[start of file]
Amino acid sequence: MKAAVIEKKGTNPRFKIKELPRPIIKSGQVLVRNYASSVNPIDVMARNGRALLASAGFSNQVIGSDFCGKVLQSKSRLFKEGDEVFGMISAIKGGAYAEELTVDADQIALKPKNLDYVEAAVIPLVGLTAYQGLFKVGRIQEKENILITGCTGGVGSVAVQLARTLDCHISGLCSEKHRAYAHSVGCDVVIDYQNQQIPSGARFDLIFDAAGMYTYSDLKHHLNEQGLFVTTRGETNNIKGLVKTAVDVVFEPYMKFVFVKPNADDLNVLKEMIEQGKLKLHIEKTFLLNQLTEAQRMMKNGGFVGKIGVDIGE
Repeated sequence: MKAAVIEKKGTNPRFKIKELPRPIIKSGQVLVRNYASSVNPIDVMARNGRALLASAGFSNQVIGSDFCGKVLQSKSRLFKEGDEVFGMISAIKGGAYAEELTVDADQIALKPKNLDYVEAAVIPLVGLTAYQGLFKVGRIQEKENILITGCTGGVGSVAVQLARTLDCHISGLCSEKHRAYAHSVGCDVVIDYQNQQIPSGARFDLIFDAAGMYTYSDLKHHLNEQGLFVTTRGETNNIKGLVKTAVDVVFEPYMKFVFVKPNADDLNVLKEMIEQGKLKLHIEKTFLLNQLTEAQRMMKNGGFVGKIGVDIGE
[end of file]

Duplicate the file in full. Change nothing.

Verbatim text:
Amino acid sequence: MKAAVIEKKGTNPRFKIKELPRPIIKSGQVLVRNYASSVNPIDVMARNGRALLASAGFSNQVIGSDFCGKVLQSKSRLFKEGDEVFGMISAIKGGAYAEELTVDADQIALKPKNLDYVEAAVIPLVGLTAYQGLFKVGRIQEKENILITGCTGGVGSVAVQLARTLDCHISGLCSEKHRAYAHSVGCDVVIDYQNQQIPSGARFDLIFDAAGMYTYSDLKHHLNEQGLFVTTRGETNNIKGLVKTAVDVVFEPYMKFVFVKPNADDLNVLKEMIEQGKLKLHIEKTFLLNQLTEAQRMMKNGGFVGKIGVDIGE
Repeated sequence: MKAAVIEKKGTNPRFKIKELPRPIIKSGQVLVRNYASSVNPIDVMARNGRALLASAGFSNQVIGSDFCGKVLQSKSRLFKEGDEVFGMISAIKGGAYAEELTVDADQIALKPKNLDYVEAAVIPLVGLTAYQGLFKVGRIQEKENILITGCTGGVGSVAVQLARTLDCHISGLCSEKHRAYAHSVGCDVVIDYQNQQIPSGARFDLIFDAAGMYTYSDLKHHLNEQGLFVTTRGETNNIKGLVKTAVDVVFEPYMKFVFVKPNADDLNVLKEMIEQGKLKLHIEKTFLLNQLTEAQRMMKNGGFVGKIGVDIGE